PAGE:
Sunday, April 28, 2019

Chasing The Sun: Five Days in America

(written by Robert J Williams)

Day 1: Michigan

The border officer just didn’t get it. She couldn’t understand why we were going north then west to begin our US journey to BC, instead of south around the Lake and through Chicago. But she let us go, anyway. We drove for hours before getting to the northern peninsula and as we crossed the Mackinac Bridge we saw ourselves surrounded by three Great Lakes: Michigan, Huron and Superior. It was a sight to behold: the water was so cold that tiny chunks of ice floes bobbed up and down in the choppy waves. Either spring had forgotten to come, or winter had forgotten to leave. Likely the latter.

St. Ignace, once a French village and later a fur trading post, was founded in 1671, named after Jesuit missionaries serving in North America. Chantal and I were surprised to see so many French names still preserved here after so long. Even more surprising, across the street from our hotel stood an old drive-in called Clyde’s, first opened in 1949. Their season had just started two days earlier, our server told us, and they were already backed up. I watched the cook at the grill work his magic, flipping and wrapping with both hands. “He can do up to fifty patties at a time,” she said after we ordered. We understood later why the McDonalds down the street was empty. The restaurant was pure vintage America: red and white colors, simple menu, and very thick shakes.

The hotel’s key card had a slogan on the front: “better over the bridge.” They were right. The view was amazing, and the suspension bridge itself reminded me of the character of the Golden Gate over San Francisco: strong, bold and fearless, although the strong winds required escorts from ground crews for larger vehicles and towables. Bridges also seemed uniquely American here, going well with the all the roads that we’d forgotten about.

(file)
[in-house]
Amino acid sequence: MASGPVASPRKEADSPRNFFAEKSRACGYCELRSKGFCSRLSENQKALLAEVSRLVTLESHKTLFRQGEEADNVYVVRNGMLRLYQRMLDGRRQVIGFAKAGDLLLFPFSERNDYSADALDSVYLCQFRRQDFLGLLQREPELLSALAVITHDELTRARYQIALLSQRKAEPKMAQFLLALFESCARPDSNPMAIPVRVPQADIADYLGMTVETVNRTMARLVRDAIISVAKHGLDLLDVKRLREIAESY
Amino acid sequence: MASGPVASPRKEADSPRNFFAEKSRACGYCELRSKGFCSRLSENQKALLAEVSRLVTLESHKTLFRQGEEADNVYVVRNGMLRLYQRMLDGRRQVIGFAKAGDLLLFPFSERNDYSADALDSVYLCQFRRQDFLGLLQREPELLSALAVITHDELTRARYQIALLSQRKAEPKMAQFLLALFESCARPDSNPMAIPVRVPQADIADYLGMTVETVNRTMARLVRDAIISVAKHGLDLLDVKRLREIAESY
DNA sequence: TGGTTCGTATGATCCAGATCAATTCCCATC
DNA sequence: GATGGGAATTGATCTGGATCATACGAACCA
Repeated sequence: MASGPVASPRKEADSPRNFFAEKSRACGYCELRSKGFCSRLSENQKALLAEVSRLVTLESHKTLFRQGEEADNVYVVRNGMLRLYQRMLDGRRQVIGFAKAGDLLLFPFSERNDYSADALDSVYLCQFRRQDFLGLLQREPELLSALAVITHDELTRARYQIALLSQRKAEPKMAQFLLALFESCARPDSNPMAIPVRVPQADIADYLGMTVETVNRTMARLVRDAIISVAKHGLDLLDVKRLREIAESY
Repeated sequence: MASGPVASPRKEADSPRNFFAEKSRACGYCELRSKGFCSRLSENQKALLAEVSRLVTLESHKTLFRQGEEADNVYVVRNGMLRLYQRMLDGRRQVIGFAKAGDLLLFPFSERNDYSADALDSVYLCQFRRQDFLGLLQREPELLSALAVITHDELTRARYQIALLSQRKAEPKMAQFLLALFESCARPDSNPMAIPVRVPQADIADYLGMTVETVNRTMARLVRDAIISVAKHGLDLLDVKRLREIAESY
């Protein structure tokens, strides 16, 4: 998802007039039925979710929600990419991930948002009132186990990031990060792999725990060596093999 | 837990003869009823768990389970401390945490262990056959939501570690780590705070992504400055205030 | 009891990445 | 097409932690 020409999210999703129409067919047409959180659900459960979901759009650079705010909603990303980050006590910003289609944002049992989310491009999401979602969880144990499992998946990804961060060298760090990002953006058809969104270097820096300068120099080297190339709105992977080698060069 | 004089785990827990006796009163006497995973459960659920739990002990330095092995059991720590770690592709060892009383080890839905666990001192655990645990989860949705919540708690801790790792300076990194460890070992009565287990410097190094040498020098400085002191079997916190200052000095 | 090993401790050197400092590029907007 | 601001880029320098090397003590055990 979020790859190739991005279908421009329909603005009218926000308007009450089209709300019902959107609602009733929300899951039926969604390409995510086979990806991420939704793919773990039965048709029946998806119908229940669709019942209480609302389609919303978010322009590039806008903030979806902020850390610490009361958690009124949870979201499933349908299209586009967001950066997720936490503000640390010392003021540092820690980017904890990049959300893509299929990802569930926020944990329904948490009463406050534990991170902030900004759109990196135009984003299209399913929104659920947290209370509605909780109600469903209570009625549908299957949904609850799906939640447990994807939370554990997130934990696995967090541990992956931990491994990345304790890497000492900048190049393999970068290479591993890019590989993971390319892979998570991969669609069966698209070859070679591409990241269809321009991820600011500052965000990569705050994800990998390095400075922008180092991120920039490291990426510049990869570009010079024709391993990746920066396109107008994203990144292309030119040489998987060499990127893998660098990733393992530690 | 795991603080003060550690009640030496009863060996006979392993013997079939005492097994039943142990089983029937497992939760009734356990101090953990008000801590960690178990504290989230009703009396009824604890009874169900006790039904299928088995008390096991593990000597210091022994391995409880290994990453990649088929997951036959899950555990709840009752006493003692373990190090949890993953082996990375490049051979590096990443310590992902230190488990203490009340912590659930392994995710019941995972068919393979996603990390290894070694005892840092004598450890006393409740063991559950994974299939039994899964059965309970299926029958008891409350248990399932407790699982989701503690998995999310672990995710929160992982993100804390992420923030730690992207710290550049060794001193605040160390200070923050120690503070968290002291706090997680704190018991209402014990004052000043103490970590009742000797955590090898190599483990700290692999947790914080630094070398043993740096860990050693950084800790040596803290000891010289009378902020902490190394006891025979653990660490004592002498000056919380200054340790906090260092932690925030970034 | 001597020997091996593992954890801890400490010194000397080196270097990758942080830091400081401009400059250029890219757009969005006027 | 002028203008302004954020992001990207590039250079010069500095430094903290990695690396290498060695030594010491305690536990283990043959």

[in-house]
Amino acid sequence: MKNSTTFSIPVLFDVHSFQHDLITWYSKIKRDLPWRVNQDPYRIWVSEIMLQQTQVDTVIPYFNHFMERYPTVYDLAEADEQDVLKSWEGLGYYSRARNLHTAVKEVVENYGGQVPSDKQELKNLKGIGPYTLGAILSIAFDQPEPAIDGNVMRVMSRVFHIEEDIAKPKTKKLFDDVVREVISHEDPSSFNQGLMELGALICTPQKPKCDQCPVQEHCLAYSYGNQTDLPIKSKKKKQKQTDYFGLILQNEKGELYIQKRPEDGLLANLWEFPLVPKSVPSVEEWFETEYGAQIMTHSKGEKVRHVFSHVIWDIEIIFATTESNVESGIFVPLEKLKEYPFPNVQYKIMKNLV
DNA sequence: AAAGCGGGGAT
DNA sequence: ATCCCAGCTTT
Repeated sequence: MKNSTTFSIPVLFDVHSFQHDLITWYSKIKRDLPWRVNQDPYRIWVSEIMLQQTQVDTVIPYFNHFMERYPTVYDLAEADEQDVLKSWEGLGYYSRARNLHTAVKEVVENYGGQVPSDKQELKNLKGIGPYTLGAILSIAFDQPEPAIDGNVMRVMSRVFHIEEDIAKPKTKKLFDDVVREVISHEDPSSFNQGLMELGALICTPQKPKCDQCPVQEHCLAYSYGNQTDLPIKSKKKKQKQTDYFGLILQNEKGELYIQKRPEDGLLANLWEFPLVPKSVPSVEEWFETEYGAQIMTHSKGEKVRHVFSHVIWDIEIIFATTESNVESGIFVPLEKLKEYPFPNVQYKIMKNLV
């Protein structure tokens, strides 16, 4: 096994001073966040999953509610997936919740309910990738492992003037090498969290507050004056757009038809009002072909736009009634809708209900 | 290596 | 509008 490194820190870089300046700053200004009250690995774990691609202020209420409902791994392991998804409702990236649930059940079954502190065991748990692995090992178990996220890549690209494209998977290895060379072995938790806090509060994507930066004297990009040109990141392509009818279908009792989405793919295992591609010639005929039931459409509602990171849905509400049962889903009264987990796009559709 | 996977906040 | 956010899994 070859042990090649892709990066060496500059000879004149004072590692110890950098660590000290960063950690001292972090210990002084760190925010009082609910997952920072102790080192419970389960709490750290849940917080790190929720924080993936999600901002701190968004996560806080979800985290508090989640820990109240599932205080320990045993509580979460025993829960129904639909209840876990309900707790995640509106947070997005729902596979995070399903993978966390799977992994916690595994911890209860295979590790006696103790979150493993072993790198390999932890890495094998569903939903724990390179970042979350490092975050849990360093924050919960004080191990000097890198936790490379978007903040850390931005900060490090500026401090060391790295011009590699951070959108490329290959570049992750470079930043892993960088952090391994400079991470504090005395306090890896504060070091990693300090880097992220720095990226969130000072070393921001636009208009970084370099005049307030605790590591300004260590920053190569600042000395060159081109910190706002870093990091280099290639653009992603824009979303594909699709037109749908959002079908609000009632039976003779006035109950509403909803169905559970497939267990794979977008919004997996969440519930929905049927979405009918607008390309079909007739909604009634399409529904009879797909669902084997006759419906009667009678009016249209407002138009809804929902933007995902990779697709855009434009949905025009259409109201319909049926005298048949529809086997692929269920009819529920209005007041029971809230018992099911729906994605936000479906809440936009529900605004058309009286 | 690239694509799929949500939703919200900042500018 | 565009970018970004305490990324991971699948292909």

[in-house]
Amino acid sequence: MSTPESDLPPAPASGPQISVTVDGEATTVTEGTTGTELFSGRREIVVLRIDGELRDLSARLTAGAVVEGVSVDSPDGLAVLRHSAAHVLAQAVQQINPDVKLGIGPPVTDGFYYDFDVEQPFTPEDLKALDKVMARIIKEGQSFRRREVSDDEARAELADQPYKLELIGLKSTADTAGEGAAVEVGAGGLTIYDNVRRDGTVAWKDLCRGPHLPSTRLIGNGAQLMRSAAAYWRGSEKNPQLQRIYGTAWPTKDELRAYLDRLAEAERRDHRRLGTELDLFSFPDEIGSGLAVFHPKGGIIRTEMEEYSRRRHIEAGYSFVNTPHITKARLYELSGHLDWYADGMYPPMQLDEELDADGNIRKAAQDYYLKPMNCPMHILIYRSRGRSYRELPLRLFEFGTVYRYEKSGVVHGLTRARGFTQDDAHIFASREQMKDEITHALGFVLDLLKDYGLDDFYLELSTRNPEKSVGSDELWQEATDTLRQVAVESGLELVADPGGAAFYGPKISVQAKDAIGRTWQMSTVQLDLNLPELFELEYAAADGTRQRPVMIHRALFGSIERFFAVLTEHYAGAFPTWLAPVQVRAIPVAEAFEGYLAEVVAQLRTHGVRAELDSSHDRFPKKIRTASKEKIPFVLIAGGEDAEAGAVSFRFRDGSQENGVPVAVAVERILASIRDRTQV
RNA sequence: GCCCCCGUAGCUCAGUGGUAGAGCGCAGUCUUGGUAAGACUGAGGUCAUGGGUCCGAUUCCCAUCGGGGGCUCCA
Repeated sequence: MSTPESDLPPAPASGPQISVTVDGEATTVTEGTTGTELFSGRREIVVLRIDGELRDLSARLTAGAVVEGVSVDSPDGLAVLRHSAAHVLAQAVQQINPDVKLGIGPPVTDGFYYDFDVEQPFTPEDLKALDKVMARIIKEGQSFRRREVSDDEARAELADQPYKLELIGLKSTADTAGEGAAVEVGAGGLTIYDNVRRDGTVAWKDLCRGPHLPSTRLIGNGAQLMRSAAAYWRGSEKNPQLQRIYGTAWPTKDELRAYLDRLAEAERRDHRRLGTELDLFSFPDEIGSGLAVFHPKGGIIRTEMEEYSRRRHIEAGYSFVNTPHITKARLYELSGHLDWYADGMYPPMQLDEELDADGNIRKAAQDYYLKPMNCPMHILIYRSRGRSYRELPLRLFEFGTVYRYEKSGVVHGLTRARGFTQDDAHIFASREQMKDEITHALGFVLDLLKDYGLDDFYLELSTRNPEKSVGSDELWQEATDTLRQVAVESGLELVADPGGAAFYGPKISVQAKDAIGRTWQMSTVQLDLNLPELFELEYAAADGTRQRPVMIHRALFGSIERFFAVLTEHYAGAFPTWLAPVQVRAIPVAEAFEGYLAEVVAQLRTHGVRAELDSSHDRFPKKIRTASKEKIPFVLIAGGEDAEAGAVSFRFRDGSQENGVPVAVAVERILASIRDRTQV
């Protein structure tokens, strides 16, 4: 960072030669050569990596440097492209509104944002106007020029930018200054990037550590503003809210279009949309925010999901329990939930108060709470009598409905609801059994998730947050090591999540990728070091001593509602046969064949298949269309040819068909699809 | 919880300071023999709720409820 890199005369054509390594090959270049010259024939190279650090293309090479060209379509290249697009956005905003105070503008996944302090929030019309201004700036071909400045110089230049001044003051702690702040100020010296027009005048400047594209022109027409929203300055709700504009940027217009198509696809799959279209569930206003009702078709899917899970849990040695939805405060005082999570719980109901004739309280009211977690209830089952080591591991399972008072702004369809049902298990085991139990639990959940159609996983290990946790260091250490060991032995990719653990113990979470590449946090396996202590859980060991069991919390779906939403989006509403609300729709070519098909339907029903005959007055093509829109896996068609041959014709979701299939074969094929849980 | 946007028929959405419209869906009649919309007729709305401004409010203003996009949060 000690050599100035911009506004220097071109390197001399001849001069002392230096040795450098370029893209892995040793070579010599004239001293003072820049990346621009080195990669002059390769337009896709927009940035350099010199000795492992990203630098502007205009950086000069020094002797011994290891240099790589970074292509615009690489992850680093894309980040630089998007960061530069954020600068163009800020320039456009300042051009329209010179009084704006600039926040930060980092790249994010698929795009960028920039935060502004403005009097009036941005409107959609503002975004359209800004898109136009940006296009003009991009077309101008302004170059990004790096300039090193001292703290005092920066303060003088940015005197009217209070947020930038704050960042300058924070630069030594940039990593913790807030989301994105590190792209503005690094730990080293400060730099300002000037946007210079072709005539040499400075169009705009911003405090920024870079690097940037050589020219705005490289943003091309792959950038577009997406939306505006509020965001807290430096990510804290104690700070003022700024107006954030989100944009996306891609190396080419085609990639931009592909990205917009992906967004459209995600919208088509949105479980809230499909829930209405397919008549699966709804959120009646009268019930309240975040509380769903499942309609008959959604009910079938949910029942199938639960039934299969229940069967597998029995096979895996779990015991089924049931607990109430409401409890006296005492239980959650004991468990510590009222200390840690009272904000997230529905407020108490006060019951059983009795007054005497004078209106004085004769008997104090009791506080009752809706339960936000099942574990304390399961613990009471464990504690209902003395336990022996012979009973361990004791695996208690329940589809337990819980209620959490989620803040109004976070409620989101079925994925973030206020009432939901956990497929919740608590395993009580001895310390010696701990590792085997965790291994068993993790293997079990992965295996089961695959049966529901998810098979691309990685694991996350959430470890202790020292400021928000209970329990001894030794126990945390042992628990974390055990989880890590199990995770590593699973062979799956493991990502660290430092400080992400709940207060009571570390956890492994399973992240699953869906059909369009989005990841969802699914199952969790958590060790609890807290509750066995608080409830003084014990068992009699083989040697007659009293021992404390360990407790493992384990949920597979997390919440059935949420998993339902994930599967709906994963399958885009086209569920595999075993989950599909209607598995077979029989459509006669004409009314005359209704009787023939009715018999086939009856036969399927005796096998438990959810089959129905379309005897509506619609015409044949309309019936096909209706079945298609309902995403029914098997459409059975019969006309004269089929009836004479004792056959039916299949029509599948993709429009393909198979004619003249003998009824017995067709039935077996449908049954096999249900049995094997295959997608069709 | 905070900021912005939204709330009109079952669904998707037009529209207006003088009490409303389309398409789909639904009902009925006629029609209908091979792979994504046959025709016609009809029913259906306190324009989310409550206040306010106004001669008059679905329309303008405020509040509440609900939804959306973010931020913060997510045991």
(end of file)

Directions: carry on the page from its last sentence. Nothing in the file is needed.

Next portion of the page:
View of Mackinac Bridge from hotel | Good old fashioned drive-in!

Day 2: Michigan and Wisconsin

What the hell are pasties? I wondered, seeing sign after sign on Route 2 going west. Were they all just pastries, each sign somehow misspelled the same way? Were they fish cakes? As it turned out, pasties are as unique to northern Michigan as poutine is to Quebec. They are Cornish style crunchy baked pies filled with beef or chicken, diced potato, rutabaga and onion, served with gravy all over them. We had to try one, but all the shops were closed on a Sunday morning. We had to wait.

We continued driving west, with Lake Superior watching us from our right the entire way. The water was filled with ice chunks being bounced around like pinballs against the rocky islands near shore. The ice was so thick, even in April, that we saw people with sleds and fishing poles way out in the distance. Deer crossed our path several times, and the crows fed on the ones who hadn’t made it. The whole area was filled with tiny villages and bait shops and boat launches, a vast fisherman’s paradise.

We finally reached Wisconsin, and Chantal stressed as she managed to get a shot of the border sign. Our 32nd state was now in the books. Along the road there were many turnouts and park entrances, still closed until the snow and ice subsided. We drove through forest after forest, all part of the Hiawatha and Ottawa National Park systems.

Day 3: Minnesota and North Dakota

After hearing about them in St Ignace, Michigan, and buying them in Grand Rapids, Minnesota, we finally had pasties in Bismarck, North Dakota. Described as enlarged hot pockets surrounded by crusty dough, they reminded us of tourtiere meat pies for Christmas. They were delicious, especially when smothered in gravy.

Frost and an orange striped sunrise greeted us in Duluth as we pulled away early and headed west. The ten thousand lakes and fishermen’s paradise of Minnesota soon became the ten thousand farms of North Dakota as we drove west across I-94, a road so quiet we felt like we owned it. The flatlands stretched as far as the eye could see, and the clouds above loomed so large they looked ready to swallow us whole.